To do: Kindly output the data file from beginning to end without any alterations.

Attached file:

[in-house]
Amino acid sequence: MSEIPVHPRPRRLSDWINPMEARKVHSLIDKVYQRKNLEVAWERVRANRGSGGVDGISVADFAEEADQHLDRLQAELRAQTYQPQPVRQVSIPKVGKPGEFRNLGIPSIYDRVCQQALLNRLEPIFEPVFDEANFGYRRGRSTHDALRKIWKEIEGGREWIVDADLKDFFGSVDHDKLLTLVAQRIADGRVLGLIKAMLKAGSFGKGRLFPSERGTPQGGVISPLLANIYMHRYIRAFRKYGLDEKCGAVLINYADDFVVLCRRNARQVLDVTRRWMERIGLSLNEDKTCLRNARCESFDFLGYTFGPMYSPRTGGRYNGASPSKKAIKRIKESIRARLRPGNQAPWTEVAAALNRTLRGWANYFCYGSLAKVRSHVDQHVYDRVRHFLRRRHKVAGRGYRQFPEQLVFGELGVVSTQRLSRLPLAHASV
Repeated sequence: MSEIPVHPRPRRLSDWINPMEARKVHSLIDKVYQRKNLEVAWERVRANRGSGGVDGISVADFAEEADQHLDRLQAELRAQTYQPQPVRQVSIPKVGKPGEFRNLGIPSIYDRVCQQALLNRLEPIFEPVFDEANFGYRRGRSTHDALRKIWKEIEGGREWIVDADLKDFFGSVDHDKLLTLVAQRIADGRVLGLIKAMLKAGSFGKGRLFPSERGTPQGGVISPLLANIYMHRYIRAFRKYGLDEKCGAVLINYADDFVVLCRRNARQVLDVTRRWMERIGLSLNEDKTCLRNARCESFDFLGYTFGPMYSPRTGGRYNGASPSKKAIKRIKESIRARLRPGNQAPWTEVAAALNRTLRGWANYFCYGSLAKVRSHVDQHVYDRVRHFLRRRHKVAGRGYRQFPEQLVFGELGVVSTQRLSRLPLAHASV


[in-house]
Amino acid sequence: MSEIPVHPRPRRLSDWINPMEARKVHSLIDKVYQRKNLEVAWERVRANRGSGGVDGISVADFAEEADQHLDRLQAELRAQTYQPQPVRQVSIPKVGKPGEFRNLGIPSIYDRVCQQALLNRLEPIFEPVFDEANFGYRRGRSTHDALRKIWKEIEGGREWIVDADLKDFFGSVDHDKLLTLVAQRIADGRVLGLIKAMLKAGSFGKGRLFPSERGTPQGGVISPLLANIYMHRYIRAFRKYGLDEKCGAVLINYADDFVVLCRRNARQVLDVTRRWMERIGLSLNEDKTCLRNARCESFDFLGYTFGPMYSPRTGGRYNGASPSKKAIKRIKESIRARLRPGNQAPWTEVAAALNRTLRGWANYFCYGSLAKVRSHVDQHVYDRVRHFLRRRHKVAGRGYRQFPEQLVFGELGVVSTQRLSRLPLAHASV
Repeated sequence: MSEIPVHPRPRRLSDWINPMEARKVHSLIDKVYQRKNLEVAWERVRANRGSGGVDGISVADFAEEADQHLDRLQAELRAQTYQPQPVRQVSIPKVGKPGEFRNLGIPSIYDRVCQQALLNRLEPIFEPVFDEANFGYRRGRSTHDALRKIWKEIEGGREWIVDADLKDFFGSVDHDKLLTLVAQRIADGRVLGLIKAMLKAGSFGKGRLFPSERGTPQGGVISPLLANIYMHRYIRAFRKYGLDEKCGAVLINYADDFVVLCRRNARQVLDVTRRWMERIGLSLNEDKTCLRNARCESFDFLGYTFGPMYSPRTGGRYNGASPSKKAIKRIKESIRARLRPGNQAPWTEVAAALNRTLRGWANYFCYGSLAKVRSHVDQHVYDRVRHFLRRRHKVAGRGYRQFPEQLVFGELGVVSTQRLSRLPLAHASV